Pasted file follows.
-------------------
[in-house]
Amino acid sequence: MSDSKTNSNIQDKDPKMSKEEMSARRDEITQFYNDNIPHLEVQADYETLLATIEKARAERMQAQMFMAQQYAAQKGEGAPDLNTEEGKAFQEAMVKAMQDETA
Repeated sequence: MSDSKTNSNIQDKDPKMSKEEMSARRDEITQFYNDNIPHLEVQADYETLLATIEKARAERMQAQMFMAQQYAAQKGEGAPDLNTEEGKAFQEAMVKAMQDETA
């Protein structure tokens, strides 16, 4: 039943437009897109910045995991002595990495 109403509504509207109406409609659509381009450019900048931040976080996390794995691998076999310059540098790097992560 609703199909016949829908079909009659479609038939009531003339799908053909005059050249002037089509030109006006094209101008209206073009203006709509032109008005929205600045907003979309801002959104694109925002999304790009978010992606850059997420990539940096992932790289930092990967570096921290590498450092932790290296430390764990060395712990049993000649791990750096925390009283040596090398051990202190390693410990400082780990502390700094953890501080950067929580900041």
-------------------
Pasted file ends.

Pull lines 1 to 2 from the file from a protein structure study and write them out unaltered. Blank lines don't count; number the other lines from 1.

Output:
[in-house]
Amino acid sequence: MSDSKTNSNIQDKDPKMSKEEMSARRDEITQFYNDNIPHLEVQADYETLLATIEKARAERMQAQMFMAQQYAAQKGEGAPDLNTEEGKAFQEAMVKAMQDETA